Working With Disabled Persons
Be a Mirror
Reflect who people with disabilities are to themselves. Help them to really see themselves in reference to the world and how they see themselves operating in the world. Regardless of ability, being told “you can’t do that,” “you won’t be able to” or “you need help” takes a toll on the self-esteem, self-worth, and confidence of a person. We can empower others by helping disabled persons and future generations see themselves as a part of the larger community, instead of an isolated advocate.
Never Assume You Know if a Person has a Disability
Many disabilities, like autism, deafness, epilepsy and mental illness, are invisible. If you feel it appropriate, ask as respectfully as you can but never assume you know. The difficulty of people with invisible disabilities is that they often have to validate their disability while trying so hard not to be discriminated against because of it.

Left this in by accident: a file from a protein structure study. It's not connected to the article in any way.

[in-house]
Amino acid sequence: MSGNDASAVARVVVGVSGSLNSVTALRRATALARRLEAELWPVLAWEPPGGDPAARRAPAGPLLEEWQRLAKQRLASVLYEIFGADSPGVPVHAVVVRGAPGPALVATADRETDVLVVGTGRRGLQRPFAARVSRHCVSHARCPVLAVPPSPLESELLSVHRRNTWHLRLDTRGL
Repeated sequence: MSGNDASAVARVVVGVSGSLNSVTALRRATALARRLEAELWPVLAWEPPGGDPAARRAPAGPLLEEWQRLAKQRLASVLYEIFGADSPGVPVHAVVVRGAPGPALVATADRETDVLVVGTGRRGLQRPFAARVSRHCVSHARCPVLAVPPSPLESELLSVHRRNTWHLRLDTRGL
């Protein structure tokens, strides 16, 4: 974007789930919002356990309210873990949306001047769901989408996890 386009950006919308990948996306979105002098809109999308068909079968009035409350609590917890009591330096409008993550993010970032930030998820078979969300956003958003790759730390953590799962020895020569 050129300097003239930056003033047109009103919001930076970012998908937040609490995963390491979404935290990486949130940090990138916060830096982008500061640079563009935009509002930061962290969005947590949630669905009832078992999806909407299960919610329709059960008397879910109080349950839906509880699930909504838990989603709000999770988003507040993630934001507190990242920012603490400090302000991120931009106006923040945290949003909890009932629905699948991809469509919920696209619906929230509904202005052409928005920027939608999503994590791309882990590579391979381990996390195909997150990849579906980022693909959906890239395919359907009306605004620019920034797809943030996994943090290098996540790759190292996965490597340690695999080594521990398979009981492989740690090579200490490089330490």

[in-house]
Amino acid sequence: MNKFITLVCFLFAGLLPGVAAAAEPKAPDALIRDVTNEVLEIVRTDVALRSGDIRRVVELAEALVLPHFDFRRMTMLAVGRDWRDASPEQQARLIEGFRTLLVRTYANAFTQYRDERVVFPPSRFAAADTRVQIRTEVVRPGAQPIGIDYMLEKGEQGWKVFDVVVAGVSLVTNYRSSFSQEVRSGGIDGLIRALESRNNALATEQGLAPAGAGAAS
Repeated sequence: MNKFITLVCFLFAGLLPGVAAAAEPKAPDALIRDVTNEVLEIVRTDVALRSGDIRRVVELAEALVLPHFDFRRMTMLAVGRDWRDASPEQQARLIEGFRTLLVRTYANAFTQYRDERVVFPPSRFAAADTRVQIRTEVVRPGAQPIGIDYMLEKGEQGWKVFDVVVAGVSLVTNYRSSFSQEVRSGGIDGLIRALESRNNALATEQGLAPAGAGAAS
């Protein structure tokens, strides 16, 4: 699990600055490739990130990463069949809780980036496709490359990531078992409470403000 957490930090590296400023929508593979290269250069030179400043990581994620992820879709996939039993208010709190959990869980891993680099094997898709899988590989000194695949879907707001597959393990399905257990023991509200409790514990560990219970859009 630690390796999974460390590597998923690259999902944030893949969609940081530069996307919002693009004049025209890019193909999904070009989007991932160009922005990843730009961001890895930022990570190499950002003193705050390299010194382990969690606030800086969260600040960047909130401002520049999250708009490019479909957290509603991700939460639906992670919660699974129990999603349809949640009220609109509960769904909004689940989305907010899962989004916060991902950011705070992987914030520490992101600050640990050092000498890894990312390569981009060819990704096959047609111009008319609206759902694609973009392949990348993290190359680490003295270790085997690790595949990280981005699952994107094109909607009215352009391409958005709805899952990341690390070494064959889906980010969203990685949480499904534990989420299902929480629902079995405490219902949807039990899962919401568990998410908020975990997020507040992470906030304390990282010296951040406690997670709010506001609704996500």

If you happen to know the disability of a person with whom you are working, take time to find information about the best ways to assist people with a particular health problem. There is a wealth of data available concerning any health issue or disability. Often, a national foundation that represents and advocates for a certain disability is the best place to garner details. Never assume to know facts if you aren’t certain. Most people with a disability will be open to any questions that you may have about their situation so long as they are presented with authenticity and respect.
Disability etiquette can provide you with cultural nuances of specific disabilities and help you to treat individuals with dignity. There may be instances when a disabled person is rude despite your best efforts, just like some people without disabilities are. In that case, refer back to the first tip: Keep calm and just be a mirror.